Register |  Lost Password?
eSchool News

Press Release: Kindergarten is the New First Grade—and Many Students are Unprepared

New Handwriting-Readiness Program Builds Necessary Foundational Skills

COLUMBUS, Ohio (August 26, 2014) – Parents of today’s kindergarteners are finding that the first year in school is no longer about circle time, recess, and learning the alphabet. Experts say that many of today’s kindergarten students are unprepared for what has become the new first grade. In order to meet increased academic demands, kindergarten students require a strong set of foundational skills.

Hillary Koontz, former kindergarten teacher and associate editor for Zaner-Bloser, says that the range of skill levels in a classroom of students can be extremely varied and, in some cases, alarming. “You can have one child who is already beginning to read and can write his or her name and another child who doesn’t understand the concept of writing and has never even picked up a pencil,” says Koontz.

Handwriting Link to Academic Success

Researchers and early childhood educators know that academic success is based in large part on establishing a foundation of skills that prepare children to be successful before they enter kindergarten. According to Dr. Laura Dinehart, assistant professor of Early Childhood Education at Florida International University, handwriting should be added to the mix in early childhood classrooms.

“Growing research is showing an important link to teaching handwriting in early childhood classrooms. In K–12 students, handwriting has been linked to academic performance, the production of more complex compositions, and higher self-efficacy and self-concept,” said Dr. Dinehart. Yet, some early childhood educators still hesitate to teach handwriting in their classroom.

Recent research conducted by Dr. Dinehart suggests that a preschooler’s ability to imitate strokes; copy letters, numerals and shapes; and draw simple objects is associated with both reading and math achievement in second grade.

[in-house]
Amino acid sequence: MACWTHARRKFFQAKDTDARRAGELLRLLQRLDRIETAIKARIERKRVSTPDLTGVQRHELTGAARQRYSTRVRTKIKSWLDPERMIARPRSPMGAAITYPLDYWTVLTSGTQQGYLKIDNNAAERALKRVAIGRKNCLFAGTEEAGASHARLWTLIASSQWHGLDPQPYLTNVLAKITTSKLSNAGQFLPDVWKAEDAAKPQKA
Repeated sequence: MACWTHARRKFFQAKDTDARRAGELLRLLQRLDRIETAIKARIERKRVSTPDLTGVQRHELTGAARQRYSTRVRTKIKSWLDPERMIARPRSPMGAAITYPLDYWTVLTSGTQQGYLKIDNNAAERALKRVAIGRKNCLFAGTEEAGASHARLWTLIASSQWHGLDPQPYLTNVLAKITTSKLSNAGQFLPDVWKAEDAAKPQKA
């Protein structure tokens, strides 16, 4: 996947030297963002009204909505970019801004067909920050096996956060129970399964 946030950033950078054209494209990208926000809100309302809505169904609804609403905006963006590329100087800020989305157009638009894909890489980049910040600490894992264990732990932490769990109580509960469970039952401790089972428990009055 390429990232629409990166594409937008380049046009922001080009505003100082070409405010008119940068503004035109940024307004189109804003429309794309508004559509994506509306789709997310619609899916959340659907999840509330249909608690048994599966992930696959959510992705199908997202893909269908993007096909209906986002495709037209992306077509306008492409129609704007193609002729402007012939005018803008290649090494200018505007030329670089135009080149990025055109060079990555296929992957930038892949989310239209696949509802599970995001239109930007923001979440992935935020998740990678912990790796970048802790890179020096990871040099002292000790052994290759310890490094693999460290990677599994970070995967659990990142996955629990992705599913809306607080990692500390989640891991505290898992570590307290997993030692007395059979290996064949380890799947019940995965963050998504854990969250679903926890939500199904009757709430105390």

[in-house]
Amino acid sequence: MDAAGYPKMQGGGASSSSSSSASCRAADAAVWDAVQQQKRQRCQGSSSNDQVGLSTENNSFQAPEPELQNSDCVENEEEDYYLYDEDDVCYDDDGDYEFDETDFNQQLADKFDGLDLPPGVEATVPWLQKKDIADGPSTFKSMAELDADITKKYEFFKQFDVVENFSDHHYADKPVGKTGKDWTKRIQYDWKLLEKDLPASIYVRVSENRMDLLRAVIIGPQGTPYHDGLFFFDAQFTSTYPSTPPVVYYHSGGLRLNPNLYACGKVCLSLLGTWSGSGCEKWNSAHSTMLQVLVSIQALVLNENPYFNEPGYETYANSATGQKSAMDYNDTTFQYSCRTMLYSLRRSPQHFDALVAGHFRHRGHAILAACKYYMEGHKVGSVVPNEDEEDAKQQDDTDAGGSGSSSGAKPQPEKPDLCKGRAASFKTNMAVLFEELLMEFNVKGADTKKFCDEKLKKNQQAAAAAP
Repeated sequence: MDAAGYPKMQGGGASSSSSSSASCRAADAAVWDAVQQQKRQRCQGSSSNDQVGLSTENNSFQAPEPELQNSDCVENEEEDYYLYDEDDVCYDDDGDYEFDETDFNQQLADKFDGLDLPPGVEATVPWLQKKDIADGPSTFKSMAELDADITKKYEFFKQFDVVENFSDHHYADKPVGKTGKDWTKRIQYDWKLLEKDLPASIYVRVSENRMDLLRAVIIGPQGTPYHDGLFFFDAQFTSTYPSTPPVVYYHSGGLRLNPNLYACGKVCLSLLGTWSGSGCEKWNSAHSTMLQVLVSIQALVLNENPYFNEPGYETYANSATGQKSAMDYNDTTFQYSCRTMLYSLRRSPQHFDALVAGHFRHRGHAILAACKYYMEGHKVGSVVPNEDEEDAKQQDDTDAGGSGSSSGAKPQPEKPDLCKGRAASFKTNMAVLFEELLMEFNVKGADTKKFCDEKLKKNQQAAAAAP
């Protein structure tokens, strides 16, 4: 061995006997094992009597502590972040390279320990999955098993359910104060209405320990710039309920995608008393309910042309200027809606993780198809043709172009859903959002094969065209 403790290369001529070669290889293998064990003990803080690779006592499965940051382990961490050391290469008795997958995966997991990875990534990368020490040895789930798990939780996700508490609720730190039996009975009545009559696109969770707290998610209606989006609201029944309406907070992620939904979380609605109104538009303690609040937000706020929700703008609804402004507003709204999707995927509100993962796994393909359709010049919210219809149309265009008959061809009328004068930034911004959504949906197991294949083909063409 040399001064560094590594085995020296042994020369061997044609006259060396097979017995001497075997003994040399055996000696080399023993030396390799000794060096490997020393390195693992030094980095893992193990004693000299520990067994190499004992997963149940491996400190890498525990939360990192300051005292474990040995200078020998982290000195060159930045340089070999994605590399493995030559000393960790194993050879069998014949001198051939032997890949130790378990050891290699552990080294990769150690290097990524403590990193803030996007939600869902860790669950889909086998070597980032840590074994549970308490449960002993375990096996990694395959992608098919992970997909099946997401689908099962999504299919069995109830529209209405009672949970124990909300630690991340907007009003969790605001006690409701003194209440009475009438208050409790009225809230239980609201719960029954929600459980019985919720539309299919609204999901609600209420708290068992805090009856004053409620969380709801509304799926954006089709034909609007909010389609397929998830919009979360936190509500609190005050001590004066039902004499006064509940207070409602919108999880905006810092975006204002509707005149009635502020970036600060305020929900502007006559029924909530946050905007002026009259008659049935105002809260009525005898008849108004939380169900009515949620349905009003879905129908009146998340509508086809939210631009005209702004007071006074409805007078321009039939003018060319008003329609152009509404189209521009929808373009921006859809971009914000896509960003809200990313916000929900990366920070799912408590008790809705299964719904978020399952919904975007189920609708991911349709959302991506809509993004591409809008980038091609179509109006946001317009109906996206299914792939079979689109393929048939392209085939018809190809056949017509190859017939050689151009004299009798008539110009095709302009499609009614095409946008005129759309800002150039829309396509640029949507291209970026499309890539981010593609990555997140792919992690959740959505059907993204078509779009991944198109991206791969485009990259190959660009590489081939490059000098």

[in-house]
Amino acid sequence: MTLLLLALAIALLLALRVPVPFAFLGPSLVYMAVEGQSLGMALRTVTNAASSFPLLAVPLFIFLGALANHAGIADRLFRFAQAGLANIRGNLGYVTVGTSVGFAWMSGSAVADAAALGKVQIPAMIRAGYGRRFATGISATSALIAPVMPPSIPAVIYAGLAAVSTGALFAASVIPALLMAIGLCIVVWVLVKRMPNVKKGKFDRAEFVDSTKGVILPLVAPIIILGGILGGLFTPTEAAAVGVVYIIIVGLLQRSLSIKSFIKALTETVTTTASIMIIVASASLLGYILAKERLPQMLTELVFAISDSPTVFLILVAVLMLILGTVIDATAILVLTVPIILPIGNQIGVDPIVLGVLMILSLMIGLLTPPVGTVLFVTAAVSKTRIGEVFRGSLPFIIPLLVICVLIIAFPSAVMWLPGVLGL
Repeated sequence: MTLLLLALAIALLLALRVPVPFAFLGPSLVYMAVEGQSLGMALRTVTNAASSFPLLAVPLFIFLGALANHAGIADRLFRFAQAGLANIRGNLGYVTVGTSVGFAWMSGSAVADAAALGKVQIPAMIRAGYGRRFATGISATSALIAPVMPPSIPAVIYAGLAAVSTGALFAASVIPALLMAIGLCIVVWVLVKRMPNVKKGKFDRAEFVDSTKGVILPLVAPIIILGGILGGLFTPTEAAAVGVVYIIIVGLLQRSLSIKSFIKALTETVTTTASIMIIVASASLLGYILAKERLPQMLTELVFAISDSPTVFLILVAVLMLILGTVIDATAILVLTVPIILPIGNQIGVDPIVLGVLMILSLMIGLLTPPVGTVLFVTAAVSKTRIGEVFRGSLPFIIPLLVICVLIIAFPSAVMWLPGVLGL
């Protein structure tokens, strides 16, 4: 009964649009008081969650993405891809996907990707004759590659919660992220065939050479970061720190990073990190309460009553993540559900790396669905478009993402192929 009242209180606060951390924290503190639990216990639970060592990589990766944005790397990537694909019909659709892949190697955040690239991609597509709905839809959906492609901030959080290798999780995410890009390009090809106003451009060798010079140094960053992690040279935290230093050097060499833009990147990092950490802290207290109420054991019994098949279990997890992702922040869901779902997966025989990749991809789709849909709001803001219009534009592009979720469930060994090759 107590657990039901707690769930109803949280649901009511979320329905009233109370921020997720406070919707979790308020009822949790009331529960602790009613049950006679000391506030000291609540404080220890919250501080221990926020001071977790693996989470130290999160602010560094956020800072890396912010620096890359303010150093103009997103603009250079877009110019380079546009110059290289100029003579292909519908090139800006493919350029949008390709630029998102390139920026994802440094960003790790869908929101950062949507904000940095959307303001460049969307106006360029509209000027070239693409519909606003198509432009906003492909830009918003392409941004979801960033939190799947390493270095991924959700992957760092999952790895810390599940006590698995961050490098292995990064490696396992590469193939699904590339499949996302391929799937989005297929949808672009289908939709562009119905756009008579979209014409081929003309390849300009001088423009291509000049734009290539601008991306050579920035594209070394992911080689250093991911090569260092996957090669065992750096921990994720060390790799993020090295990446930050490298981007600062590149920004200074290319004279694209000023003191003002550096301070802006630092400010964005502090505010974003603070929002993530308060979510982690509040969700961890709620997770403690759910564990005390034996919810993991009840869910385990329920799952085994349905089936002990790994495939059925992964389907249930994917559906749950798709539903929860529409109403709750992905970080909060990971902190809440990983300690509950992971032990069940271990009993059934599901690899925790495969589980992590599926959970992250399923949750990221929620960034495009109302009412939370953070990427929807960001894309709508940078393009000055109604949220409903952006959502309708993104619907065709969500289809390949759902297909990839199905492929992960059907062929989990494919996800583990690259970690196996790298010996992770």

Zaner-Bloser Launches Handwriting Readiness Program

To help students build the strong foundational skills required for academic success, Zaner-Bloser announced the launch of a new product in their handwriting division geared toward early childhood classrooms. ABC 123 Just For Me! is a multisensory program that takes a fun approach and introduces young students to handwriting instruction while developing the following readiness skills:

· Letter recognition

· Print awareness

· Phonemic awareness

· Gross-motor skills

· Fine-motor skills

· Spatial awareness

· Handwriting skills

The program incorporates videos, sing-along songs, custom stories for each letter, and take-home practice booklets. The teacher guide provides instruction and tips, and a handwriting readiness resource kit includes a variety of manipulatives and activities to support ABC 123 Just For Me!

As former educators, Zaner-Bloser developers designed a flexible and fun program to help students and teachers who are struggling with the notion that new standards don’t leave much time for the “fun stuff.”

“Teaching handwriting does not always have to involve pencils, paper, and practice drills,” said Koontz, ABC 123 Just For Me! editor. “That’s what is great about this program. It is fun and lets kids be kids—while teaching foundational skills.”

ABC 123 Just For Me! will be available to early childhood educators beginning in September. Visit www.zaner-bloser.com for more information.

About Zaner-Bloser

Zaner-Bloser, a wholly owned subsidiary of Highlights for Children celebrating 125 years of experience in education this year, is an educational curricula and digital resources provider in language arts/literacy and 21st century learning. Zaner-Bloser provides flexible solutions and services that improve results and inspire students to become lifelong learners and is committed to meeting schools’ needs today—and in the future.

Media Contacts
Celina Fabrizio
614-224-8114
cfabrizio@paulwerth.com

Tia Piacquadio
614-487-2630
tia.piacquadio@zaner-bloser.com

  • Facebook
  • Twitter
  • Delicious
  • LinkedIn
  • StumbleUpon
  • Add to favorites
  • Email
  • RSS

You must be logged in to post a comment Login